With a brace in Celta’s 2-0 win over Huesca, Iago Aspas has reached 10 league goals for the fourth consecutive season. Another milestone in a prolific second tenure with the 31-year old’s boyhood club, this time without a move to a bigger club waiting around the corner.

Aspas made that switch once, joining Liverpool in 2013. You can’t blame a player for upgrading his financial status and moving to a big-name club, although Liverpool before that season weren’t the hottest destination in Europe.

Aspas joined the Reds for £9 million after just one season in La Liga, most of his track record at that point being in the Segunda Division with Celta. It showed in most of his time in England. Aspas isn’t the first nor the last player to find himself ill-suited for the style and expectations at a different league, but he truly did seem like a player never capable of succeeding at such a level.

In 2015 Aspas made the way back to Celta and hasn’t looked back since. 65 goals in 112 La Liga matches, helping Celta to 6th, 13th, 13th and so far this season, 11th in the league. It’s his form with Celta that brought him to the attention of those making call ups to the national team, making his debut in 2016 and overall scoring 6 goals in 17 caps, including one in the 2018 World Cup against Morocco.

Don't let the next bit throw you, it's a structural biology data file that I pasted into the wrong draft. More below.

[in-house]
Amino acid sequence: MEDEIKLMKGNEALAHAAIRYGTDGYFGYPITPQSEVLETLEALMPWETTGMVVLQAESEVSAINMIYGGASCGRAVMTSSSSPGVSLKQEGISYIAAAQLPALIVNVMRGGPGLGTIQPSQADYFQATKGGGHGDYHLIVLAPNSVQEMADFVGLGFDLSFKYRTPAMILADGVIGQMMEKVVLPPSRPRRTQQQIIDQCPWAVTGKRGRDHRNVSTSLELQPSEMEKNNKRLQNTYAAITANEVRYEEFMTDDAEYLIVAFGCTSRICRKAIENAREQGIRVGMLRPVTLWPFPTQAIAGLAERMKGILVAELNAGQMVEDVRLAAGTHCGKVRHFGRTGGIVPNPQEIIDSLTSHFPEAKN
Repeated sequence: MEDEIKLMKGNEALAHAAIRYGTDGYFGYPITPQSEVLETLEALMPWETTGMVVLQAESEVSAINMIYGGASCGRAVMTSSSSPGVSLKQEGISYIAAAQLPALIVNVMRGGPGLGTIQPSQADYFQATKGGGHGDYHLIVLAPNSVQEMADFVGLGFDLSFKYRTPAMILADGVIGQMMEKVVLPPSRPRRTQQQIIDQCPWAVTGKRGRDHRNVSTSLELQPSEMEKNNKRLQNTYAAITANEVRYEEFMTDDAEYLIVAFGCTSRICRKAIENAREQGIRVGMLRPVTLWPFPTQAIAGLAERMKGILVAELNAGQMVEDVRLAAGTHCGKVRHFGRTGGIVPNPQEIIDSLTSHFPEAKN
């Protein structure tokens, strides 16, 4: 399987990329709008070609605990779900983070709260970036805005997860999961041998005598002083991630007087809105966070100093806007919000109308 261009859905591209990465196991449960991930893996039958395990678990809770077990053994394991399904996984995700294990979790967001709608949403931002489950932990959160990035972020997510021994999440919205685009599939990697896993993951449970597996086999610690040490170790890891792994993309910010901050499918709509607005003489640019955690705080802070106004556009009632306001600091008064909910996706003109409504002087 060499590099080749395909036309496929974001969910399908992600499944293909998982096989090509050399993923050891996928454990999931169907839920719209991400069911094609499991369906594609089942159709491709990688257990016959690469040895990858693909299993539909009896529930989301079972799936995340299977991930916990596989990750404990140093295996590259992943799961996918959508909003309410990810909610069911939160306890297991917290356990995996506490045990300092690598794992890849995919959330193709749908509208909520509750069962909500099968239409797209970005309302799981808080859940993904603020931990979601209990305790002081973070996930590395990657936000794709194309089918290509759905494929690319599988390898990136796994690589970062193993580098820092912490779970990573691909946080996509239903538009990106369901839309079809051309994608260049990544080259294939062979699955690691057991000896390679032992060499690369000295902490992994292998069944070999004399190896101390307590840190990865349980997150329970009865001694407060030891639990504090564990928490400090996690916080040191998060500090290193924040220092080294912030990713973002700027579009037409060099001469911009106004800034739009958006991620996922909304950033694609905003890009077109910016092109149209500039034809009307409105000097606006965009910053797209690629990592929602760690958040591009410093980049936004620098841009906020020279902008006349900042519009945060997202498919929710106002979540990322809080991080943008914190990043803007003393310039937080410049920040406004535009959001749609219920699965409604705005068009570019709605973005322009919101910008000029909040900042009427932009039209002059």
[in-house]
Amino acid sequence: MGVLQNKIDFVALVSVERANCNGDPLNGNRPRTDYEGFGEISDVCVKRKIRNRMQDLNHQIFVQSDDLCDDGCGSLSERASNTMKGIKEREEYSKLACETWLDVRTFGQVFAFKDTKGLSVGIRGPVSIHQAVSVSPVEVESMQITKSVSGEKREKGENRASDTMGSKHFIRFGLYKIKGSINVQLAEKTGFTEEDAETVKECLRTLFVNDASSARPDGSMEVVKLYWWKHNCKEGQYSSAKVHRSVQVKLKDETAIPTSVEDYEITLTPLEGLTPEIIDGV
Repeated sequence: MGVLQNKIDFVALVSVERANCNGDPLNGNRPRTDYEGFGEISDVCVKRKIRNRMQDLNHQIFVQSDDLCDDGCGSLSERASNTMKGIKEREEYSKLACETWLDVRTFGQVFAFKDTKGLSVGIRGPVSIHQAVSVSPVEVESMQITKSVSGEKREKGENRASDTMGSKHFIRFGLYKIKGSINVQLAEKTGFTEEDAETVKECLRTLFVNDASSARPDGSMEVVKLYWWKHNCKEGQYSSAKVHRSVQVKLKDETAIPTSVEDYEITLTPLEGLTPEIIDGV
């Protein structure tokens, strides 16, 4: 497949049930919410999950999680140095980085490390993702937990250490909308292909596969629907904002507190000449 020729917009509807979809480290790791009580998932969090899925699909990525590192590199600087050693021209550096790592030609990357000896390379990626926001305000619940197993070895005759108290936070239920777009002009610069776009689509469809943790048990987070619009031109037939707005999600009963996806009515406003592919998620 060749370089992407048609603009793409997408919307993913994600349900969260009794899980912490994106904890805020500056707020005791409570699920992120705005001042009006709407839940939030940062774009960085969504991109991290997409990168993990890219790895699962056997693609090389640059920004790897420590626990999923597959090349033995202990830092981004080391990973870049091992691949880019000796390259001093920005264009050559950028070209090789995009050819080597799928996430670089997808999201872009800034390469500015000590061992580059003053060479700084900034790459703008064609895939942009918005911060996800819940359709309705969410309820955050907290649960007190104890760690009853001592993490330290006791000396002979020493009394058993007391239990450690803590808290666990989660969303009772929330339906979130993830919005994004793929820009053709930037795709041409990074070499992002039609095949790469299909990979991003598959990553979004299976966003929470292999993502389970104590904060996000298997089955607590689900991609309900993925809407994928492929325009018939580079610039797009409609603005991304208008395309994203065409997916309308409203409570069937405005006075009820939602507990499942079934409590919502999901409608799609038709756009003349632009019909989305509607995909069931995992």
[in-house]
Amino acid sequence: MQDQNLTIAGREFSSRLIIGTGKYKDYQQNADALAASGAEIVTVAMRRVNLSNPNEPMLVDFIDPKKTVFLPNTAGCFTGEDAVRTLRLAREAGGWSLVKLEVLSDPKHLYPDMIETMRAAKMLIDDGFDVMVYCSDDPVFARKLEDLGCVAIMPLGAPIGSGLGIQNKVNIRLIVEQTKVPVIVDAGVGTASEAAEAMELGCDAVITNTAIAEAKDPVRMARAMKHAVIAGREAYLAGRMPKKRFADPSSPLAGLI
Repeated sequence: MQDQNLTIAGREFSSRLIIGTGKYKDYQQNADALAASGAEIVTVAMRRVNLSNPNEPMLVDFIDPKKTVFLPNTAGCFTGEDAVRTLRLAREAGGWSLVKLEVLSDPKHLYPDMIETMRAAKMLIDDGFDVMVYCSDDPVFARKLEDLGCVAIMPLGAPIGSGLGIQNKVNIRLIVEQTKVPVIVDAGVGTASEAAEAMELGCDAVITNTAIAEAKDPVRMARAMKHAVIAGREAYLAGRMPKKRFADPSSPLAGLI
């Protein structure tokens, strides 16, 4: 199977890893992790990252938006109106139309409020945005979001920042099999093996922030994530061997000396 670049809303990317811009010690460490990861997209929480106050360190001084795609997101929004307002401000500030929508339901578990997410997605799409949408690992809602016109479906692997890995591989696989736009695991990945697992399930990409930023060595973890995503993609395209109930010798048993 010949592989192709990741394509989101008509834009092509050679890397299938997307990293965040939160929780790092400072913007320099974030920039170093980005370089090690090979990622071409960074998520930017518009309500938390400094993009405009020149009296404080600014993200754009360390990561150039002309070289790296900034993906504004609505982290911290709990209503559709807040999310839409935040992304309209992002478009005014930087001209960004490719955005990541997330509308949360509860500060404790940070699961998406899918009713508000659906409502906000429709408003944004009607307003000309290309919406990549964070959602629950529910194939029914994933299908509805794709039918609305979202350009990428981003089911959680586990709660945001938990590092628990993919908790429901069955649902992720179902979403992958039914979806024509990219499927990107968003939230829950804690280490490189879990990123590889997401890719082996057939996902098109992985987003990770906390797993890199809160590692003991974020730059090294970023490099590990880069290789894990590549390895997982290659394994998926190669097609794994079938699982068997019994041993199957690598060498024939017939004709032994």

There have been plenty of links and rumors suggesting Aspas is going to leave Celta for a second time – In 2017 and last summer as well, especially after Julen Lopetegui was named to be the Real Madrid manager, a job he’s already been relieved of. Aspas remains at Celta, perhaps because the club hasn’t received a good enough offer, or perhaps Aspas knows it’s the best place for him, even if it isn’t the best club he can play for. 

Aspas, in more than one way, possesses similarities to Antonio di Natale, the prolific Italian striker who starred for Udinese between 2004 and 2016. The 42-time capped player for Italy scored 191 goals in 385 Serie A matches for Udinese. He could have easily played for the bigger and richer sides in Italy, but I doubt he would have had the career he produced anywhere else.

Perhaps an even older comparison is Matthew Le Tissier. A Southampton man from 1986 till 2002, turning down dozens of offers from the Premier League’s more prestigious sides. Le Tissier is one of the more famous EPL players of the 1990’s, known for his flair and incredible goals, scoring 161 in 443 matches. Again, I doubt his career would have been as successful anywhere else.

Aspas, already in his early 30’s, no longer has the profile Europe’s giants seek for in players. Small clubs are often a place most players can bring out the best of themselves. Not enough good players realize that chasing the big club dream isn’t always the best career path.